Dating ambivalently is more dangerous than it sounds.
Maressa Brown is a journalist and astrologer who’s a regular lifestyle contributor and resident astrologer for InStyle. She has nearly two decades of professional experience writing, reporting, and editing lifestyle content for a variety of digital and print consumer-facing publications including Parents, Shape, Astrology, and more. She is currently based in Los Angeles and completing her first title with Artisan Books to be published in early 2023.
From inadvertently finding yourself in a situationship to being love-bombed or experiencing FODA (aka fear of dating again), there’s a bevy of ways that a well-meaning foray into the dating world can go sideways. Now, dating experts are pointing to a new 2022 trend that’s more pervasive than you might realize: hesidating.
Coined by dating site Plenty of Fish, the trend is ldsplanet profil arama, unsurprisingly, a downstream effect of the pandemic and the perpetual feeling that life is so uncertain at the moment. “From socially distant walks to video chats, to finally, meeting IRL for the first time, for many singles, dating can be a lot and the idea of getting into a relationship feels even more overwhelming,” Kate MacLean, resident dating expert at Plenty of Fish, tells InStyle.
In fact, MacLean says that POF’s findings show 70% of singles are unsure about their relationship status and whether they want something serious or more casual. In other words, they’re hesidating. Ahead, experts break down what the term really means and how to contend with it, whether you’ve matched with someone who’s hesidating – or you’re doing it yourself.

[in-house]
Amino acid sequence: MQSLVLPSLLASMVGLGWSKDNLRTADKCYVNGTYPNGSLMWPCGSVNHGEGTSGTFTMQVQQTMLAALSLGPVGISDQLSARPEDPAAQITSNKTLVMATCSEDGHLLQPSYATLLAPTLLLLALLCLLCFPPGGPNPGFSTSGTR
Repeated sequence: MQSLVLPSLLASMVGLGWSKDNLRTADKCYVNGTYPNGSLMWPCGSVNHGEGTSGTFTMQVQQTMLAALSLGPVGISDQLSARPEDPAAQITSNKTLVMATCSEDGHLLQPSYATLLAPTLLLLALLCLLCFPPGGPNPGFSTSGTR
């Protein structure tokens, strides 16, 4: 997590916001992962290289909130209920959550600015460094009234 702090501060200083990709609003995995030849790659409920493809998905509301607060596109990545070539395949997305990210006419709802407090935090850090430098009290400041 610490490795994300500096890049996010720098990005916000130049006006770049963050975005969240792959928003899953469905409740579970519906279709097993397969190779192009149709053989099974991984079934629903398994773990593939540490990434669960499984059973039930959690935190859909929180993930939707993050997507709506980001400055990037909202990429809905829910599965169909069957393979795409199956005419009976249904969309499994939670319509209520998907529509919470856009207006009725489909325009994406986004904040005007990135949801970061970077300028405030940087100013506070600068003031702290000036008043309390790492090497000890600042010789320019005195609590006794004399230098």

What Is ‘Hesidating’?
In short, hesidating is “feeling indifferent about dating, unsure if you want to date seriously or casually because life, in general, is so uncertain right now,” according to Plenty of Fish.
And dating experts we spoke with can absolutely see why so many daters are experiencing it right now. Stephanie Macadaan, LMFT, a therapist in the San Francisco Bay Area, California, explains, “The last few years have been full of uncertainty, and for people who may already feel anxious or avoidant around relationships, this lack of safety and security can translate to fear of commitment and hesitation around getting into a relationship.”
Hesidating could also be the result of a person attempting to gina following the pandemic, says Emily Simonian, LMFT, Head of Clinical Learning at Thriveworks in Washington, DC. “The last two years halted socializing in a major way, so it makes sense that people may not want to throw themselves into dating, which can require a lot of emotional energy,” she notes, adding that she’s worked with people who experienced positive personal growth during the pandemic and found that the more time spent alone reduced their fear of loneliness. “That experience, which is called a corrective emotional experience, possibly created a sense of indifference toward dating for some.”
Even people who are determined to start a serious relationship might end up hesidating, because they’re not sure if their match possesses all the qualities they’re looking for in a partner, points out Maria Sullivan, dating expert and Vice President of Dating.
“In the mind of a hesidater, they will typically pull back or seem uncertain when things start to progress in a relationship due to their own internal struggle when it comes to making decisions, both romantically and in general,” she explains. “For many hesidaters, the idea of a long-term relationship with someone who isn’t a true match is overwhelming and scary, as coming out of Covid-19, nobody wants to lose even more time. This leads to the hesitant attitude and, in some cases, even prevents a relationship from becoming committed or serious altogether.”